ReadOut for Freedom
Event highlights previously banned, challenged books
by Lynn Meredith
SUGAR GROVEâ€”The Sugar Grove Public Library on Saturday, Oct. 2, will celebrate the freedom to read books without censorship.
From a podium in the library entryway, participants will read aloud from their favorite classic books, many of which were on lists of banned or challenged titles in the past.
The hour-long ReadOut coincides with the 2010 Banned Books Week, an annual event celebrating the freedom to read and the importance of the First Amendment.
â€œThis is an opportunity to share with others books that have been challenged,â€ library director Beverly Holmes Hughes said. â€œOpen access to information is available and should be available to everyone.â€
The ReadOut reading list includes 100 classic titles from which participants may choose one to read for five to 10 minutes during the event (see list).
Rep. Kay Hatcher will kick off the ReadOut as the first reader. She said reading is one of the most important civil liberties people have and that speaking out ensures freedom of access.
â€œThe banning of books keeps us mindful that sometimes we have to go over and above to make sure individual freedoms are respected,â€ Hatcher said
Hatcher plans to either read from â€œThe Catcher in the Ryeâ€ or â€œOf Mice and Men,â€ by John Steinbeck.
Books are considered challenged when a parent, teacher, school district, school board member or anyone else questions whether a particular title should be on a library shelf or taught in a classroom. A book is â€œbannedâ€ when a school district removes it from circulation or curriculum.
â€œOf Mice and Menâ€ has a long history of challenges and banning. Beginning in 1953 and continuing to the present day, it has been banned in several communities due to its “profanity and using God’s name in vain.â€ Wheaton-Warrenville Middle School in Illinois banned the book in 1988.
Also on the ReadOut list and another past target of censorship was â€œThe Catcher in the Rye,â€ by J.D. Salinger. In 1960, a Tulsa, Okla. school district fired a teacher for assigning the book to an 11th-grade English class, according to the American Library Associationâ€™s website on the history of banned books. The teacher appealed, and the school district reinstated her but removed the book from the student curriculum. In 1982, a district in Morris, Manitoba, banned â€œThe Catcher in the Ryeâ€ for “excess vulgar language, sexual scenes, things concerning moral issues, excessive violence, and anything dealing with the occult.”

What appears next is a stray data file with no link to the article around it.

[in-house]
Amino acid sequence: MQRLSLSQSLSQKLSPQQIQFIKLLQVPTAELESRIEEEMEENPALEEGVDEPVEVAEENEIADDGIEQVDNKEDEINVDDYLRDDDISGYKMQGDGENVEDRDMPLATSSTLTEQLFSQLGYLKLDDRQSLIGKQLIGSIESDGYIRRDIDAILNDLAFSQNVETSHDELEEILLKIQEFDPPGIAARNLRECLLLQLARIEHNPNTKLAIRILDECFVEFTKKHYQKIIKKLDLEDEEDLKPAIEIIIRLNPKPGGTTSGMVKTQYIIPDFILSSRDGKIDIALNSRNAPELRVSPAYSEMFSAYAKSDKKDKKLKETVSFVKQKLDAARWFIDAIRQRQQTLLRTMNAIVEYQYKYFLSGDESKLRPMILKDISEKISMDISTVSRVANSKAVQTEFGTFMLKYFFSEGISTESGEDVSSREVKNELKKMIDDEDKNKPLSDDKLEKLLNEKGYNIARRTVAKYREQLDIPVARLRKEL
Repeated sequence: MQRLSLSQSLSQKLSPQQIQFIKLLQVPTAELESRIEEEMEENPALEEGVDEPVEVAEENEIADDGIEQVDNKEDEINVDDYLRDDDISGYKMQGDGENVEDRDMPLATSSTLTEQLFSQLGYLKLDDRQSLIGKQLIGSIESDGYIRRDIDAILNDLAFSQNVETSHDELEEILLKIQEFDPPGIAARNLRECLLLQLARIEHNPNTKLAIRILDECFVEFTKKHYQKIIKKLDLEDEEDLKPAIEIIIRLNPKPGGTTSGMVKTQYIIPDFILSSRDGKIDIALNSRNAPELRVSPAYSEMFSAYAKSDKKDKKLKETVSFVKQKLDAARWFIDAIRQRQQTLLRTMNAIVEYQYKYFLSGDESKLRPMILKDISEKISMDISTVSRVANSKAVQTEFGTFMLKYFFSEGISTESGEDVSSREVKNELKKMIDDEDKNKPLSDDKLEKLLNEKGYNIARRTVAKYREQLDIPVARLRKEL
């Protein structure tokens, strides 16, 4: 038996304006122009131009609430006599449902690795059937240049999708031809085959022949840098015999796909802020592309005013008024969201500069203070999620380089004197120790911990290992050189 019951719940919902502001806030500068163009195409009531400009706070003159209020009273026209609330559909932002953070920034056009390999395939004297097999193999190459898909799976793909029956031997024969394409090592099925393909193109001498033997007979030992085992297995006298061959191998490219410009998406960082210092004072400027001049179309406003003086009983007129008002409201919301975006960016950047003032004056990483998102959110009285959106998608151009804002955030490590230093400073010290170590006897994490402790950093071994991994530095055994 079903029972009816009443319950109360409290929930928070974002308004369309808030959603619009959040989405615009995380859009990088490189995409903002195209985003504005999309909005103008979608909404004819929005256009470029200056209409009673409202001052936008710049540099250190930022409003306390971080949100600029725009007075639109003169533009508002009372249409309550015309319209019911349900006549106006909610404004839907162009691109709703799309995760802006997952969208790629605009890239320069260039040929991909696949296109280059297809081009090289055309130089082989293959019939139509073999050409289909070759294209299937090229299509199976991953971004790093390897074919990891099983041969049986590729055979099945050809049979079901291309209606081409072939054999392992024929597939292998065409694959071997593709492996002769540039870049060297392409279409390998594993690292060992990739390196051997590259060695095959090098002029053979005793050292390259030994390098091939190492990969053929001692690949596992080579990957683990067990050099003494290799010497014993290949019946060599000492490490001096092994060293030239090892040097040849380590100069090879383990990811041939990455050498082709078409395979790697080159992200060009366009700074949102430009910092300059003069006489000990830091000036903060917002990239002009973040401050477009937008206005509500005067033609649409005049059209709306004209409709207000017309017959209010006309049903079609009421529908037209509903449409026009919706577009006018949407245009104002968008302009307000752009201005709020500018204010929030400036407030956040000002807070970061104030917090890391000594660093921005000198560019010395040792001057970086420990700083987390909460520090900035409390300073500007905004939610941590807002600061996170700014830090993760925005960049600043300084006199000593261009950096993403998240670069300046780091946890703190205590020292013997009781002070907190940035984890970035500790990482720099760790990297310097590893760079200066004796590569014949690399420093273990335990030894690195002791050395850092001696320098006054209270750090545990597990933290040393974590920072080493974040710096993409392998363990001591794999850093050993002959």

Inspiring the ReadOut was Judith Krug, founding executive director of the Freedom to Read Foundation, Holmes said.
The Sugar Grove Library Friends and Sugar Grove Online partnered to present the Oct. 2 event. They will donate a video of the ReadOut to the Freedom to Read Foundation.
Reading slots still are available from noon to 1 p.m. Interested readers should contact call (630) 466-1448 to reserve a reading time.
On the reading list
â€¢ The Great Gatsby
by F. Scott Fitzgerald
â€¢ The Catcher in the Rye
by J.D. Salinger
â€¢ The Grapes of Wrath
by John Steinbeck
â€¢ To Kill a Mockingbird
by Harper Lee
â€¢ The Color Purple by Alice Walker
â€¢ Ulysses by James Joyce
â€¢ Beloved by Toni Morrison
â€¢ The Lord of the Flies
by William Golding
â€¢ 1984 by George Orwell
â€¢ The Sound and the Fury
by William Faulkner
â€¢ Lolita by Vladmir Nabokov
â€¢ Of Mice and Men
by John Steinbeck
â€¢ Charlotte’s Web by E. B. White
â€¢ A Portrait of the Artist as
a Young Man by James Joyce
â€¢ Catch-22 by Joseph Heller
â€¢ Brave New World by Aldous Huxley
â€¢ Animal Farm by George Orwell
â€¢ The Sun Also Rises
by Ernest Hemingway
â€¢ As I Lay Dying by William Faulkner
â€¢ A Farewell to Arms
by Ernest Hemingway
â€¢ Heart of Darkness
by Joseph Conrad
â€¢ Winnie-the-Pooh by A. A. Milne